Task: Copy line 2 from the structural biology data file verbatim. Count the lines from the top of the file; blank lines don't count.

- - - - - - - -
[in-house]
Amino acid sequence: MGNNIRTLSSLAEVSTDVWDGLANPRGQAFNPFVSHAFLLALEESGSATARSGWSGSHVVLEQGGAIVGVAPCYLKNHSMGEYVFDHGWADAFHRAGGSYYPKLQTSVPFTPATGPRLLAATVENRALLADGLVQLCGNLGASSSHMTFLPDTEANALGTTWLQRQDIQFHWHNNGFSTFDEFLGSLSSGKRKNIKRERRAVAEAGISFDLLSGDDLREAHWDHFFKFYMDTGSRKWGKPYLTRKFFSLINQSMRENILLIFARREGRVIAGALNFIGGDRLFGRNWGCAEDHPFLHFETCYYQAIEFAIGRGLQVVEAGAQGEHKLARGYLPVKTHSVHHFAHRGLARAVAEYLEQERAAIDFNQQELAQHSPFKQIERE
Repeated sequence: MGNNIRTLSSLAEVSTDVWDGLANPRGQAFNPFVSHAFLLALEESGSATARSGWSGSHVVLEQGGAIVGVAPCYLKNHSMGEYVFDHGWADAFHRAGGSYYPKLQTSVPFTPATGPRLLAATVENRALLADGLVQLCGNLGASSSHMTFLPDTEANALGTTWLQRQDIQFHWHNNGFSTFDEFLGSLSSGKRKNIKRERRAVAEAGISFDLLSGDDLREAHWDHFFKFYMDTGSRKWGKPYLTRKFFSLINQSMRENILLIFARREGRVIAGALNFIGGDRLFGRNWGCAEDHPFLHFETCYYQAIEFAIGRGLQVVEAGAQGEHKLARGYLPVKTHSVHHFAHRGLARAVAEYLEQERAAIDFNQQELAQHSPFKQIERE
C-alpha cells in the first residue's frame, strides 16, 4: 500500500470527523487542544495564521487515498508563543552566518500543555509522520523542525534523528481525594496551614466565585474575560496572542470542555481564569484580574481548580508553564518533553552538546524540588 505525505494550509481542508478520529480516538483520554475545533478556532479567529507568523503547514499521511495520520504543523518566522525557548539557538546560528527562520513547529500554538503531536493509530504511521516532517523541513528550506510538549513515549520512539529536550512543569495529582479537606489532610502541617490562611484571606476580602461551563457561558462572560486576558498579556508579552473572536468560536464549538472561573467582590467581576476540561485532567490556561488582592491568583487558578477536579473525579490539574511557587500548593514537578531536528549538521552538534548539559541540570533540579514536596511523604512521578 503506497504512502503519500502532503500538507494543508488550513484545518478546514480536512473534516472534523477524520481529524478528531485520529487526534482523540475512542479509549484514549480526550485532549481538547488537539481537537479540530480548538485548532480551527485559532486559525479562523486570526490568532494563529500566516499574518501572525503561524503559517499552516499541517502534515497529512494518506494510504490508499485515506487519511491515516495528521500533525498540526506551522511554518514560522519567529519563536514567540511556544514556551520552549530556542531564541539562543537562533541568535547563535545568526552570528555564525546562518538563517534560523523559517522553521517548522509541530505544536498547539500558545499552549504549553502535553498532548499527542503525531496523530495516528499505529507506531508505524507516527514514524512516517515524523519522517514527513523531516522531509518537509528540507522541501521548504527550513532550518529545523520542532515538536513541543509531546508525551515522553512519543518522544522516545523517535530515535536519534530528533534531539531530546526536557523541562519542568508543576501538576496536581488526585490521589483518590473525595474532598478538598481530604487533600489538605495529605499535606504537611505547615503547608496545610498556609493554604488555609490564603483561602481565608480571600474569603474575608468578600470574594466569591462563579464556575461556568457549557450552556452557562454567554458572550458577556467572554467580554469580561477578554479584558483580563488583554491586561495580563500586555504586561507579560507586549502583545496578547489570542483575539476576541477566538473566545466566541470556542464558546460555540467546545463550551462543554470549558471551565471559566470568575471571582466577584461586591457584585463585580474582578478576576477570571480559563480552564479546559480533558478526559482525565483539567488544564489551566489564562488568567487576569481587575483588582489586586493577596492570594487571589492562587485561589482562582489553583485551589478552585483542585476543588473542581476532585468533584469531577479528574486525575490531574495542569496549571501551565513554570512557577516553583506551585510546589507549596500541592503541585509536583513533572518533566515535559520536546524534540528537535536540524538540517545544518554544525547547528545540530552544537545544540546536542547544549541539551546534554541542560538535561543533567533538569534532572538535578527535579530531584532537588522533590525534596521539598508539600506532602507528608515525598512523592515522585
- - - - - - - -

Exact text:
Amino acid sequence: MGNNIRTLSSLAEVSTDVWDGLANPRGQAFNPFVSHAFLLALEESGSATARSGWSGSHVVLEQGGAIVGVAPCYLKNHSMGEYVFDHGWADAFHRAGGSYYPKLQTSVPFTPATGPRLLAATVENRALLADGLVQLCGNLGASSSHMTFLPDTEANALGTTWLQRQDIQFHWHNNGFSTFDEFLGSLSSGKRKNIKRERRAVAEAGISFDLLSGDDLREAHWDHFFKFYMDTGSRKWGKPYLTRKFFSLINQSMRENILLIFARREGRVIAGALNFIGGDRLFGRNWGCAEDHPFLHFETCYYQAIEFAIGRGLQVVEAGAQGEHKLARGYLPVKTHSVHHFAHRGLARAVAEYLEQERAAIDFNQQELAQHSPFKQIERE